Anyway, thank you for the information. I'll still have to figure out who to see about this and/or what's causing it if it is PoTS, but just having an actual diagnosis for it that fits would be a major step toward doing something about it.

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    • Posted

      You need to find a cardiologist who both understands and treats POTS.. and if they think you need to see other specialists they will advise you.   POTS can be brought on by a combination of things, like i said before it could be a viral infection of some kind.  It is also classed as secondary if you have an underline illness as well.. such as CFS (chronic fatigue syndrome) or Connective tissue disorder.. there are others but they tend to be the main ones. Do you have anxiety type symptoms also?  there is a rare subtype of POTS which i have that causes similar symptoms to standard POTS but does not cause the fainting issues as the blood pressure rises on standing rather than falls as it does with standard pots ,which is why people tend to pass out (lack of blood flow to the brain)  With Hyper pots you tend not to get the sudden sensation of dizziness on standing … it tends to increase slowly and the more you are on your feet the worse you feel.  Its easy to check if its hyper pots as you will have a heart rate rise and also a blood pressure rise on standing.. with standard pots you have a heart rate rise and a blood pressure fall on standing. When I say Hyper Pots its full name is Hyperadrenergic PoTS.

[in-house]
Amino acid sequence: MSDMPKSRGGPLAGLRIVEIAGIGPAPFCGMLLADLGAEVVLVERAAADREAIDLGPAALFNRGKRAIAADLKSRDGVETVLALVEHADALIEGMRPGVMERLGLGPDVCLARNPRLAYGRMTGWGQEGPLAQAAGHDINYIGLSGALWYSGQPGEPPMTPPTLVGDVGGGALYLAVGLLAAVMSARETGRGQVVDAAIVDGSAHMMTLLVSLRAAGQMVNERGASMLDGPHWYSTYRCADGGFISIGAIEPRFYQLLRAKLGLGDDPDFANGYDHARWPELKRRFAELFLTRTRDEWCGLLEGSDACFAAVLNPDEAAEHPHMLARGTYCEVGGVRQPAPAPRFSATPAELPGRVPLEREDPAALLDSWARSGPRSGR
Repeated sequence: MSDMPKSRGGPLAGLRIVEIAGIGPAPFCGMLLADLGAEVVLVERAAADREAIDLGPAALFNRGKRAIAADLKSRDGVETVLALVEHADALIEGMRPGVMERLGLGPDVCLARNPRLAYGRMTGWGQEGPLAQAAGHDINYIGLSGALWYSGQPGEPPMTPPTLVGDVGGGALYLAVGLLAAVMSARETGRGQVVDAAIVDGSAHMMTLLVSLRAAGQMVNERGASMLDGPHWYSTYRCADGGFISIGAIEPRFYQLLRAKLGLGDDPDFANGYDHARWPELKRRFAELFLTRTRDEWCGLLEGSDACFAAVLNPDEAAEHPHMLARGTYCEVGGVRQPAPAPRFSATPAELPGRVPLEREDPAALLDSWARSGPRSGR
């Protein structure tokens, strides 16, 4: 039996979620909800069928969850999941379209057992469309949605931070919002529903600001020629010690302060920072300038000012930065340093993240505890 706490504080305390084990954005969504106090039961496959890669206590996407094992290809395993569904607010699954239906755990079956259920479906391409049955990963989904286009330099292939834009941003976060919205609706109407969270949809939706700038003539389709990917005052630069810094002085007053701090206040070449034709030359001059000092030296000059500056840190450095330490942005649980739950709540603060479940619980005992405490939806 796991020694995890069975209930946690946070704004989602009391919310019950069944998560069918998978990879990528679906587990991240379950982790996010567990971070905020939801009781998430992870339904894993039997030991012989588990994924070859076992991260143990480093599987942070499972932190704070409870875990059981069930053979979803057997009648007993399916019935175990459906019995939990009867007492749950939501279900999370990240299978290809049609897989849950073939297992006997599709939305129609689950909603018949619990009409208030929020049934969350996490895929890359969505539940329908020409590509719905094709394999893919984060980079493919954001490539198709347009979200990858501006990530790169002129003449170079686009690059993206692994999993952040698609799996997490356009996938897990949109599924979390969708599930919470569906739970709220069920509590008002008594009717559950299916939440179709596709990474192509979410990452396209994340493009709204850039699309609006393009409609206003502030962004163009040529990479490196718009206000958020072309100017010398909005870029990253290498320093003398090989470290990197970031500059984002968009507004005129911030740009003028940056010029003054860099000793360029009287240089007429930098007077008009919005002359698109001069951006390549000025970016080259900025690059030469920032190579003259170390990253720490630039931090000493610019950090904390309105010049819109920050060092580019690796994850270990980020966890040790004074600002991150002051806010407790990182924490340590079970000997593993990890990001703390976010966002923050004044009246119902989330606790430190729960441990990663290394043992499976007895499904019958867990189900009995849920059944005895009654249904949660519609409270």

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    • Posted

      First off, before I forget, I forgot to mention something that may be relevant to the possibility of PoTS. I've had my blood pressure and pulse taken multiple times at doctors' appointments since symptoms started, and every time it seems like they've been good. However, all of these measurements have been with me sitting down in a chair with my head straight as far as I can recall, so it's possibility that there's a variability that wasn't noticed. Also, I actually do recall having a tilt table test of some kind when I traveled across the state to see a neurootologist, but I wasn't hooked up to any kind of heart monitor, so it seems like it must've been a different kind of tilt table test checking for nystagmus and things associated with vertigo or vestibular problems.

      On a different note, I don't have any of the underlying illnesses you mentioned as far as I know, though it's not impossible I could have something undiagnosed. As for anxiety, I actually do have a history of it since I was diagnosed very young with generalized anxiety disorder (and ADHD, but some of the aspects of it have gone away as I've aged). I've been on medications for it most of my life (mainly antidepressants), as well. However, in this particular case, it doesn't seem to be a major symptom itself. When this all started, I'd say that my anxiety was relatively well-controlled compared to points in the past. Plus, although I've had a few rough spots and having these debilitating symptoms nobody could seem to figure out or treat has taken a toll on my mental health, I haven't really felt particularly stressed or anxious compared to normal for the majority of the time since this all began. It seems like any anxiety is mainly a result of my symptoms and my lack of success in diagnosing or treating them rather than a symptom itself, but that's just my impression.